In 1800 William Herschel discovered infrared flux using a thermometer as the first infrared (IR) detector. In his experiments, a prism was used to refract sunlight. A thermometer placed just outside the red edge of the spectrum indicated a higher temperature than in the rest of the room. Early IR detectors exploited the Seebeck thermoelectric effect used in the first thermocouple devices.
The origins of modern IR detector technology can be traced to the 20th century, during World War II, when photon detectors were developed. Since World War II, IR detector technology development was and continues to be primarily driven by military applications, although in the last few decades its application in civilian fields such as medicine, quality control, anti-threat systems, and industrial processes, among others, has grown substantially. This diversity of applications, as well as the advances in the semiconductor sciences and fabrication processes, leads to cost-effective devices and systems, placing IR technology in current daily life. When a new system is brought to the market today, the design specifications often consider ‘dual deployment,’ targeting civil and military applications.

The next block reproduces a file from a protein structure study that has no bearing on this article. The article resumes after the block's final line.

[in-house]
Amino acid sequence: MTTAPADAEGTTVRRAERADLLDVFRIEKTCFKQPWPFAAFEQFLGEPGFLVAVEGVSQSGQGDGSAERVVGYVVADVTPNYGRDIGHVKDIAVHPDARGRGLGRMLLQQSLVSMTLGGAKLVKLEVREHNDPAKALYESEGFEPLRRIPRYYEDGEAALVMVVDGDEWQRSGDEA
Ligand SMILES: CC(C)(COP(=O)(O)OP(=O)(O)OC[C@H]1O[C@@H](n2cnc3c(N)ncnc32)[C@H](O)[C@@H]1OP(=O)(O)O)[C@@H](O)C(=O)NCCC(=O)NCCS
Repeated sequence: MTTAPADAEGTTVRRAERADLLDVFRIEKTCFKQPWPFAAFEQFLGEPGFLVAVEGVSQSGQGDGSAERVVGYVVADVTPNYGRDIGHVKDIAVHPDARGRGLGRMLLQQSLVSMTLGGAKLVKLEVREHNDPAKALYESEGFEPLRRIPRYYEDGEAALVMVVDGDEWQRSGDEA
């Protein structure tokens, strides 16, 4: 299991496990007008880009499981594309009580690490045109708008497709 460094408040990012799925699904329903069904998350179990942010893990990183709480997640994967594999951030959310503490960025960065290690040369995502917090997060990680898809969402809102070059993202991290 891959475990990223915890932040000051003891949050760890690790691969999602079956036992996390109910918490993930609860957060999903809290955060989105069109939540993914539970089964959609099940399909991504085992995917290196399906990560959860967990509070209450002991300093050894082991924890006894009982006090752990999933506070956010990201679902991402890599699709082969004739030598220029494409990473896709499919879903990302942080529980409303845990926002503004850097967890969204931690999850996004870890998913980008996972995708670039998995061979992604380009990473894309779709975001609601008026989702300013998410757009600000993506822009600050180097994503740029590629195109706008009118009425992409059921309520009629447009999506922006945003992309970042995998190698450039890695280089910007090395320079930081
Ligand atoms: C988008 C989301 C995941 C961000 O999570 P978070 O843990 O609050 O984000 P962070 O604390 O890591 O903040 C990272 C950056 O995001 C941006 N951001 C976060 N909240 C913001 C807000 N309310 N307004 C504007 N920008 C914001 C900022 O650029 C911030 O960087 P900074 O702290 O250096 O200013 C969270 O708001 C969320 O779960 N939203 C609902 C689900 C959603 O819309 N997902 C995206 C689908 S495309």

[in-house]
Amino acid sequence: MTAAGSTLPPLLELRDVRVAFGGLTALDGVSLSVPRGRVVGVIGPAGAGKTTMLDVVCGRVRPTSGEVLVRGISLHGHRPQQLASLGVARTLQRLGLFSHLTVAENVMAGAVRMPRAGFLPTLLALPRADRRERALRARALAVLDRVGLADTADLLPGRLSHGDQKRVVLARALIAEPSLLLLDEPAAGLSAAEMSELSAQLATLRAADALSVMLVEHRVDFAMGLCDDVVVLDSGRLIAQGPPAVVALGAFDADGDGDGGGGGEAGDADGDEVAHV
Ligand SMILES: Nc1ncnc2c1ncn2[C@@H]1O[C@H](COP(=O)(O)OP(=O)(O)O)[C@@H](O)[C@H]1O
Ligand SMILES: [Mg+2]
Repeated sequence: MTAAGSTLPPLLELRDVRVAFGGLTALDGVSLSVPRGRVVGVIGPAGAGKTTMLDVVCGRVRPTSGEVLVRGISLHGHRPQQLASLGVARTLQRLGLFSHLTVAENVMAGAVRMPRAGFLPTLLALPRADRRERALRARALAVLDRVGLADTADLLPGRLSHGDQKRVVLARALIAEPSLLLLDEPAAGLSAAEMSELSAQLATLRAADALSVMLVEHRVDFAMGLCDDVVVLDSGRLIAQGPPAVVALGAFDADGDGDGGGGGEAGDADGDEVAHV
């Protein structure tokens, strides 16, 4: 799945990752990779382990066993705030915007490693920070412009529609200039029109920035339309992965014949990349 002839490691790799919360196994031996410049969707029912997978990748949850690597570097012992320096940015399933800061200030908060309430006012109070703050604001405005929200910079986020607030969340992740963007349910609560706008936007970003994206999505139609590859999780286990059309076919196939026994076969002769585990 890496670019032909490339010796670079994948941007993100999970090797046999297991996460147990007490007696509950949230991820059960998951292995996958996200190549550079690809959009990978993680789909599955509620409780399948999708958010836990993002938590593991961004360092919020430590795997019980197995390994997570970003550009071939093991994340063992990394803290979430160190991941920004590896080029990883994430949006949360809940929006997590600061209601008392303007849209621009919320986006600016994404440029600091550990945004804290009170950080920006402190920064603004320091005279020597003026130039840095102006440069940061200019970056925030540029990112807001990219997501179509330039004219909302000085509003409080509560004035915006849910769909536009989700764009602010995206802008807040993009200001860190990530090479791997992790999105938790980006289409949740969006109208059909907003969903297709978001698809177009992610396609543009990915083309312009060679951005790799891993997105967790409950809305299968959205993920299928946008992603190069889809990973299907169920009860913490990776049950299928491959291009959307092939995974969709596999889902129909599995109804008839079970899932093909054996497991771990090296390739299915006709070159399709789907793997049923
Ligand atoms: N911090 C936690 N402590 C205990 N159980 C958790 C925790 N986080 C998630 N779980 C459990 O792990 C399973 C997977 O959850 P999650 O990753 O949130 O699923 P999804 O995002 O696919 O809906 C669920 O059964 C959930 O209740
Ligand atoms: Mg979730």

Optical detectors are used as components in electro-optical sensor systems (see Chapter 1). The broader IR technology field concerns itself with the study of how a heated source radiates energy, how this radiation propagates through a medium, how it interacts with matter, and finally, how it is detected.
This chapter provides an introduction to IR detectors. The focus is on concepts and principles and not on specific detector materials or technologies. The classical, first-order theory presented here is suitable for basic understanding but does not cover advanced concepts or secondary effects. Starting with the physics of light absorption, the focus shifts to detector types, noise, thermal detectors, and photon detectors.
Online access to SPIE eBooks is limited to subscribing institutions.